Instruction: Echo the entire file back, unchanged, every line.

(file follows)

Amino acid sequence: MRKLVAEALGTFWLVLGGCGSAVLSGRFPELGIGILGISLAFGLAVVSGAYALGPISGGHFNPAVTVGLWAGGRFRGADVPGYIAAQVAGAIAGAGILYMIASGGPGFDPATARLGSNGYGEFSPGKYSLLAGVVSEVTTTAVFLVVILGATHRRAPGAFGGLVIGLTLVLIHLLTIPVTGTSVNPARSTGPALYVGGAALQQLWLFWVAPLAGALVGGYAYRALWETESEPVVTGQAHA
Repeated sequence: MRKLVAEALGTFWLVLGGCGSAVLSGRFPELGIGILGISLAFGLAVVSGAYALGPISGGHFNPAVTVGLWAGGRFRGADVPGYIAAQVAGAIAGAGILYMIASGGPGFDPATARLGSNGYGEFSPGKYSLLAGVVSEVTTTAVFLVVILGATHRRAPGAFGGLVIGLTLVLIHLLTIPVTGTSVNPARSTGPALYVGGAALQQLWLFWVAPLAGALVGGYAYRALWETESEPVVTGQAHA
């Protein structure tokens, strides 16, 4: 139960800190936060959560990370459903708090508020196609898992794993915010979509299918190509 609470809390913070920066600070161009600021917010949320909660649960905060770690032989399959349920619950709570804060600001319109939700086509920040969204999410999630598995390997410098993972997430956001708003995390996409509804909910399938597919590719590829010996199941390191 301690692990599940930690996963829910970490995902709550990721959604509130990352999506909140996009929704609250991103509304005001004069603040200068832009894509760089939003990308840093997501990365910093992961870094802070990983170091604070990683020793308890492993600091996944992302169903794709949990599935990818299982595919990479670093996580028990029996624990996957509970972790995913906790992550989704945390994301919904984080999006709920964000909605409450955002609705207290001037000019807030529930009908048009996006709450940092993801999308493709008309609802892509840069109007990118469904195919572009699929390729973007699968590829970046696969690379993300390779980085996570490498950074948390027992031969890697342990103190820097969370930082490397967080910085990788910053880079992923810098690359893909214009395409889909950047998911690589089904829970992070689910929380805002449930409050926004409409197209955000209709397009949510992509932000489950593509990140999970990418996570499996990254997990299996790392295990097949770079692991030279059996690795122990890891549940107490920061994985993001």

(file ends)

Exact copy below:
Amino acid sequence: MRKLVAEALGTFWLVLGGCGSAVLSGRFPELGIGILGISLAFGLAVVSGAYALGPISGGHFNPAVTVGLWAGGRFRGADVPGYIAAQVAGAIAGAGILYMIASGGPGFDPATARLGSNGYGEFSPGKYSLLAGVVSEVTTTAVFLVVILGATHRRAPGAFGGLVIGLTLVLIHLLTIPVTGTSVNPARSTGPALYVGGAALQQLWLFWVAPLAGALVGGYAYRALWETESEPVVTGQAHA
Repeated sequence: MRKLVAEALGTFWLVLGGCGSAVLSGRFPELGIGILGISLAFGLAVVSGAYALGPISGGHFNPAVTVGLWAGGRFRGADVPGYIAAQVAGAIAGAGILYMIASGGPGFDPATARLGSNGYGEFSPGKYSLLAGVVSEVTTTAVFLVVILGATHRRAPGAFGGLVIGLTLVLIHLLTIPVTGTSVNPARSTGPALYVGGAALQQLWLFWVAPLAGALVGGYAYRALWETESEPVVTGQAHA
């Protein structure tokens, strides 16, 4: 139960800190936060959560990370459903708090508020196609898992794993915010979509299918190509 609470809390913070920066600070161009600021917010949320909660649960905060770690032989399959349920619950709570804060600001319109939700086509920040969204999410999630598995390997410098993972997430956001708003995390996409509804909910399938597919590719590829010996199941390191 301690692990599940930690996963829910970490995902709550990721959604509130990352999506909140996009929704609250991103509304005001004069603040200068832009894509760089939003990308840093997501990365910093992961870094802070990983170091604070990683020793308890492993600091996944992302169903794709949990599935990818299982595919990479670093996580028990029996624990996957509970972790995913906790992550989704945390994301919904984080999006709920964000909605409450955002609705207290001037000019807030529930009908048009996006709450940092993801999308493709008309609802892509840069109007990118469904195919572009699929390729973007699968590829970046696969690379993300390779980085996570490498950074948390027992031969890697342990103190820097969370930082490397967080910085990788910053880079992923810098690359893909214009395409889909950047998911690589089904829970992070689910929380805002449930409050926004409409197209955000209709397009949510992509932000489950593509990140999970990418996570499996990254997990299996790392295990097949770079692991030279059996690795122990890891549940107490920061994985993001």